Trust in Numbers: Building Reliable Reporting Through Cross-Functional Collaboration
Data and GTM teams need to work together to develop and deliver reliable, accurate, and relevant reporting. Read the third in a series: "Everything Starts Out Looking Like a Toy" #148
Hi, I’m Greg 👋! I write weekly product essays, including system “handshakes”, the expectations for workflow, and the jobs to be done for data. What is Data Operations? is a post that grew into Data & Ops, a team to help you with product, data, and operations.
This week’s toy: how to build a video booth to simulate the “bullet time” special effect from the Matrix. Wedding photography will never be the same. Edition 148 of this newsletter is here - it’s June 5, 2023.
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The Big Idea
A short long-form essay about data things
⚙️ The Path to PLG Success: Data and GTM teams join forces to improve data and next actions
The second post in the Path to PLG Success series discussed the way that Data and GTM teams arrange their data to facilitate the structure, metrics, and update cadence to support the business. Remember, It's all about ensuring everyone's rowing toward the same goal with product-led growth to accelerate revenue.
Tl;dr: the three things we highlighted were building the database and the included data to support the needs of fast-changing data, defining metrics that make sense to the rest of the organization, and the ability to update that data quickly to support fresh data for the GTM system.
We’re all about finding ways to help data and GTM teams work better together and drive growth for their companies. For the next post, we’re discussing the way these teams create reliable reporting to communicate the metrics and data to the rest of the organization.
Trust in Numbers: Building Reliable Reporting Through Cross-Functional Collaboration
Businesses – especially Saas businesses – depend on reliable reporting to navigate the waters of their business. To define “reliability”, think about the component parts of that data.
For the rest of the business to believe that you’ve done a good job, the Data Team and the GTM team have to provide a dependable, consistent, and trustworthy source of data when they create reports.
There are many different kinds of reporting that you might build: for the purpose of this post, let’s focus on operational reporting that supports GTM metrics and goals. These reports appear most often in BI tools, CRM systems, or helpful hybrid reporting that spans these gaps.
Building trust in reporting starts with a few pillars or tenets:
Reports need to be timely, relevant, and accurate
Report definition and lineage (where does the data come from?) needs to be easy to understand and untangle
Data needs to be consistently explained over time
By delivering a metric or report that makes sense and is accepted by the team, you gain the ability to add more reports (creating a series of “one in a row” wins)
Let’s unpack each of these ideas to review the steps to get to reliable, consistent reporting. There are a lot of dimensions where this process can go sideways, and the way that you uncover and resolve anomalies goes a long way toward building trust in the reporting process, not just the reports themselves.
Reporting needs to be reliable and accurate
How would you define “reliable”? Reliable reporting means that you trust the outcome, even when it’s not an expected value. It means that you understand what the outcome means, can explain the cadence and definition of that outcome, and start to form an opinion on how to respond to an expected or unexpected result.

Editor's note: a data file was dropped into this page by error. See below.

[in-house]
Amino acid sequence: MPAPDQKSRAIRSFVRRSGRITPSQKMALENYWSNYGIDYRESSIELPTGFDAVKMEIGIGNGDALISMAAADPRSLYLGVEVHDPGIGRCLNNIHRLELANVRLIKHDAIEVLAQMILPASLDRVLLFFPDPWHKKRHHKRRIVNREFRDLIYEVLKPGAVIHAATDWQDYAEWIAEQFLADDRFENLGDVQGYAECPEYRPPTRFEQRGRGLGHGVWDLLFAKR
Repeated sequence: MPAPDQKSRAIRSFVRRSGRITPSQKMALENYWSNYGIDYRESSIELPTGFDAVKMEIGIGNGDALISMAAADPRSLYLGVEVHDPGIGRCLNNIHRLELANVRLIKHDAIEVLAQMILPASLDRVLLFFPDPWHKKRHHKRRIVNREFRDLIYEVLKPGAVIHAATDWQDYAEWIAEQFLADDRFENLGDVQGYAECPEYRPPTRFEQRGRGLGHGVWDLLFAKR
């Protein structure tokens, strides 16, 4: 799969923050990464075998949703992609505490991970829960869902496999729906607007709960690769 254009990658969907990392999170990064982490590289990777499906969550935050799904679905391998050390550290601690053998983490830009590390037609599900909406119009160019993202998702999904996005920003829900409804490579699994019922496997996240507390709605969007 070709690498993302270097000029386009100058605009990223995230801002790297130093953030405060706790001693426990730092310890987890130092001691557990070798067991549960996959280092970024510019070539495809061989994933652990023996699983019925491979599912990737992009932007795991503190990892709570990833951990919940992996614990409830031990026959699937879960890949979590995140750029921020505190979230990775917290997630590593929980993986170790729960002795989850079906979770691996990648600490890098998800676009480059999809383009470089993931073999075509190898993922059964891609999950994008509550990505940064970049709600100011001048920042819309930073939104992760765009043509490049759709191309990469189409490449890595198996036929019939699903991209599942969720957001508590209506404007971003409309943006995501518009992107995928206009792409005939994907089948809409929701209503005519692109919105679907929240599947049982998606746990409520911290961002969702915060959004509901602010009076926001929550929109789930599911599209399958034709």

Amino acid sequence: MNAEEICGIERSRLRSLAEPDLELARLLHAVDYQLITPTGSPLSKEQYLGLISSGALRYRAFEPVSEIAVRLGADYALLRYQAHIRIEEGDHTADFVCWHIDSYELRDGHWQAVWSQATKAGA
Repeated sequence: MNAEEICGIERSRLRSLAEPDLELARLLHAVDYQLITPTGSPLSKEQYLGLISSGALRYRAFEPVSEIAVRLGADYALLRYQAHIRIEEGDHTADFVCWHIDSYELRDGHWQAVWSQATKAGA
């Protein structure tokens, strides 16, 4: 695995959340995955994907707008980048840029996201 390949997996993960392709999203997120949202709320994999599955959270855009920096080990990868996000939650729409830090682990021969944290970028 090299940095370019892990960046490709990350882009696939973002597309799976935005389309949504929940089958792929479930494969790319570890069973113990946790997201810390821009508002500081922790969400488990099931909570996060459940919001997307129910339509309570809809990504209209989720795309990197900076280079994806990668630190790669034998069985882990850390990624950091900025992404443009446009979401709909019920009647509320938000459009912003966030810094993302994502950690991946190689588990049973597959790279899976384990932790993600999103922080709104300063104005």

Accuracy defines whether the report is “right”. Simply put, if someone else calculated the answer to this question using the same methodology, would they not only get the same result (consistency) but can they also agree that the result is correctly calculated? For certain calculations, like the number of closed-won opportunities that happened in a date range, this is an easily verifiable number.
For other ideas, such as:
What is a customer?
How much attribution should we give to this marketing program?
Was this really a marketing-qualified lead?
Is this user a product-qualified lead?
Does this user have specific feature use that is higher than an average user?
We need a definition that can be objectively true or false, along with a methodology to count and prove that count.
What needs to be true for a great reporting outcome?
Data and GTM teams build trust in their data by agreeing on the definition and by clearly labeling the information so that when unusual information appears, it stands out. You can show that values are out of normal ranges by adding conditional formatting to reports (color coding them above and below certain thresholds).
In practice, this means:
Labeling the definitions for your terms
Ensuring that report consumers know how this data can be used effectively (e.g. it’s not possible to take hourly data from daily measurements, because the information is too small for the measurement)
Having a single place to review definitions (a Notion page, a field in the data that tells you what it is, or anything at all that points you in the right direction)
To solidify trust, data teams should make it clear what data ranges and time grains are available. You don’t want GTM teams looking at you confused when they ask for hourly averages but you have only daily data measurements to share with them. Trust is a two-way street. GTM teams also need a good understanding of what we’re measuring.
For example, to track customers from lead to opportunity to expansion, you will need to define the linkage between leads and accounts. This is usually done by matching converted leads to the accounts where they belong. If you’re managing expansion and it happens using a different contact at that same account, do you want to capture the account or the lead journey? They’re related, but not identical.
Consider “The Bowtie”, the data visualization technique shared by the Consulting firm Winning by Design. By aligning data for the business as interlocking processes that always need to share information, this diagram shows how reporting for each group needs to have a common foundation.
GTM teams need to learn the right way to make data requests. Giving data teams the right information to help you is one of the most important skills for GTM teams to learn.
As a GTM team member, if you start with questions like these when you want to ask questions about the data, it will help the data team deliver a meaningful report or metric:
What’s the outcome we’re trying to measure?
Do we have the data to answer this question?
What would it mean if this question were true?
What would we do based on this information, either to reinforce it or course correct?
Here are some examples of reporting to reinforce business goals.